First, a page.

Saturday, March 9, 2013
I recently read a book that was well-written, fast-paced, and intriguing. And I hated it. I hated it so much that it still bothers me two weeks later, despite the fact that I read every damn word in three days and had to find out how it ended.
Why did I hate it?
Because one of the characters dealt with tragedy in a completely unrealistic manner. And as it was a tragedy that I myself have dealt with, it made me angry. And I threw the book across the room.
And that's what writers want to avoid.
Trying to put words and sensations around something sad, tragic, or painful that you haven't personally experienced can be very difficult. And the best way that I can think of to avoid tainting your writing with a built-in fury factor is to seek the input and criticism of people who *have* experienced it.
Now, I know that you can't walk up to someone and say, "Hey, tell me about losing a child." But in today's world, you can find online forums or put it out there on Twitter or Facebook. "Does anyone have an experience with X they're willing to share? DM me" can put you in touch with those who are willing to answer your questions. People often want to share their experiences. It's cathartic to talk about them. And it can be comforting, I think, to know that a writer wants to do honor to pain instead of just assuming what something feels like.
In my case, this book included a character who had been raped. I personally didn't feel that the aftereffects were handled with empathy but were instead manipulated to push the story forward and, to be blunt, make the sex hotter. It felt insulting and belittling. Hence my anger.
Someone asked me once how I dealt with being raped, and here's the analogy I came up with:
Think of your mind as a house. There are rooms you visit often, rooms you rarely use, and even secret, hidden rooms that you haven't discovered yet. Your tragedy or your pain is a rabid dog. It's unwelcome and uninvited, and it makes so much noise that you can't get anything done. So you take the bad thoughts, the bad feelings, and you put them in a room and close the door. Sure, at first, it claws to get out, and you can still hear the barking. But over time, with nothing to feed on, it gets quieter and weaker. And you're not forgetting it or pretending it doesn't exist-- you know it's there. But you're not giving it the attention it needs to thrive. And if you're lucky, one day, it ossifies and becomes nothing more than a fossil of something that once happened, something that can't really hurt you anymore.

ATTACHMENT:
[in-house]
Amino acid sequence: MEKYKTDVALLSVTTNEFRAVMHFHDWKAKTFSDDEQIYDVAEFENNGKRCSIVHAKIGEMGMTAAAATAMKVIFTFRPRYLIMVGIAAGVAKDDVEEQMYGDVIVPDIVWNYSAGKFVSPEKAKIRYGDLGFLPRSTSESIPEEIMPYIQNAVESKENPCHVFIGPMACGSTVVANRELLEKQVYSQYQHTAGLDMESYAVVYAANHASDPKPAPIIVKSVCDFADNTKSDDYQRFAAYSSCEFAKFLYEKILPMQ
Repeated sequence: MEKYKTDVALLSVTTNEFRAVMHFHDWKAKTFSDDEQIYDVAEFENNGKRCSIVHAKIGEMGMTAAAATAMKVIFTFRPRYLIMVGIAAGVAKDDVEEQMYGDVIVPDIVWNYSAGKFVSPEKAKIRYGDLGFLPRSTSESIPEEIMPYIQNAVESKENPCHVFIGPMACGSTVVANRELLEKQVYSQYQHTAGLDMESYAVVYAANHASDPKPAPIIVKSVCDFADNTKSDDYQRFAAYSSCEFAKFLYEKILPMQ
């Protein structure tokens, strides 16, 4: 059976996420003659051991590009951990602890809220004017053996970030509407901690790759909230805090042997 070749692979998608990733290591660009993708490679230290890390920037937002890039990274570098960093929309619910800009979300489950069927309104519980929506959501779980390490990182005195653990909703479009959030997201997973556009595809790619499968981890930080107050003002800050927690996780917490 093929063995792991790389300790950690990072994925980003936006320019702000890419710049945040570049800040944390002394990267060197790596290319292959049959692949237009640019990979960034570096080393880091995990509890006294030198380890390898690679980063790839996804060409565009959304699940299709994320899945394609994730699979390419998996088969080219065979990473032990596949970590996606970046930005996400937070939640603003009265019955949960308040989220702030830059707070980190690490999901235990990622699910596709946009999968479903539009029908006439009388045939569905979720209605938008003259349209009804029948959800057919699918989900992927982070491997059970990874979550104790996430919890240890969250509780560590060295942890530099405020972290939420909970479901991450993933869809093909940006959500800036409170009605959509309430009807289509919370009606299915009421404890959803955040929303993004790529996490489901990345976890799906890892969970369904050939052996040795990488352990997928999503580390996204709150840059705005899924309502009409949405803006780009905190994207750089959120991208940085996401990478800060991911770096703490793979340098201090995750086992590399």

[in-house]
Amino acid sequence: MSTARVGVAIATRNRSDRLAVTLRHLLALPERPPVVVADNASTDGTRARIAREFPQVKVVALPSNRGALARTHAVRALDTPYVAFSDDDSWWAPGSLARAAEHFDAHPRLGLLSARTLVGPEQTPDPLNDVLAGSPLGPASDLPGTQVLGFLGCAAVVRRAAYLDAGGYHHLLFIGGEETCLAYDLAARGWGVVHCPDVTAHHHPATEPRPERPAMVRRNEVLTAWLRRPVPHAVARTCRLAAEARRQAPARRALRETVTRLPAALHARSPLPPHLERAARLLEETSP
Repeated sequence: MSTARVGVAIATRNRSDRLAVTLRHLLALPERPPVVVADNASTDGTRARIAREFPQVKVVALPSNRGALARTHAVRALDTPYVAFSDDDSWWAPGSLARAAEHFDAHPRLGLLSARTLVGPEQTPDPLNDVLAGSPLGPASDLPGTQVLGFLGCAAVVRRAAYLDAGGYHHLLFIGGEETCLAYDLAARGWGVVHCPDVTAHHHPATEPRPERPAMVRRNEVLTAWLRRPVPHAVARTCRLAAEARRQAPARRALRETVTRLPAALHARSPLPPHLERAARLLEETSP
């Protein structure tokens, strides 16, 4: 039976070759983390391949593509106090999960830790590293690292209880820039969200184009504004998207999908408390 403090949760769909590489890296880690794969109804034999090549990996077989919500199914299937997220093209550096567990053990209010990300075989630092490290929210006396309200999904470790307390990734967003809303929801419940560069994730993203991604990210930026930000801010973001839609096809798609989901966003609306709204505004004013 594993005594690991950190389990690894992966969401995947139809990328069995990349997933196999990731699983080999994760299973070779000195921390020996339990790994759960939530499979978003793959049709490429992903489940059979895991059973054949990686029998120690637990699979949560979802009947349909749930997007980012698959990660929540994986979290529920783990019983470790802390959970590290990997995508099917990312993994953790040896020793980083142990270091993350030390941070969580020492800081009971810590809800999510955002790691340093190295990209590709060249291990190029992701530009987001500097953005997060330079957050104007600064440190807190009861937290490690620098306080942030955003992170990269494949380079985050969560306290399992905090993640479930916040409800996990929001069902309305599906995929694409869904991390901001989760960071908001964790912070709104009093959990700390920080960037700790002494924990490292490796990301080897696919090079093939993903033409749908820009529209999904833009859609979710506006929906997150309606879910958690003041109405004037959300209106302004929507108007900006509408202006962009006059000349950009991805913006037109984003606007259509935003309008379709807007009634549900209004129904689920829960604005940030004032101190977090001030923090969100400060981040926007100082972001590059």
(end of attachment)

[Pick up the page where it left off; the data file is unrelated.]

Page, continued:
The character in this book carried her rabid dog on a chain, kept it with her always, and then just shot it one day, right when it solved all her problems. But I don't think these things ever die, and so the book made me angry. If it was that easy for the character to get over her experience, it basically said that all the work I did dealing with mine was nothing. That the fact that my body closed down against my will for all those years, the fact that I couldn't stop the tears-- that all that pain meant nothing. I like to think the author was going for a positive, hopeful message: that with love and tenderness and the right mental breakthrough, it's possible to transcend tragedy. But all I got was that in this book, the rules of recovery didn't apply.
As a writer, I hope you'll never hold back on telling your story. But I also hope that you'll do honor to suffering in the best way you know how. Research is just as important when writing about tragedy as it is when writing about history; if you want the reader to make the jump with you and believe that your world is real, the emotional foundation must be solid.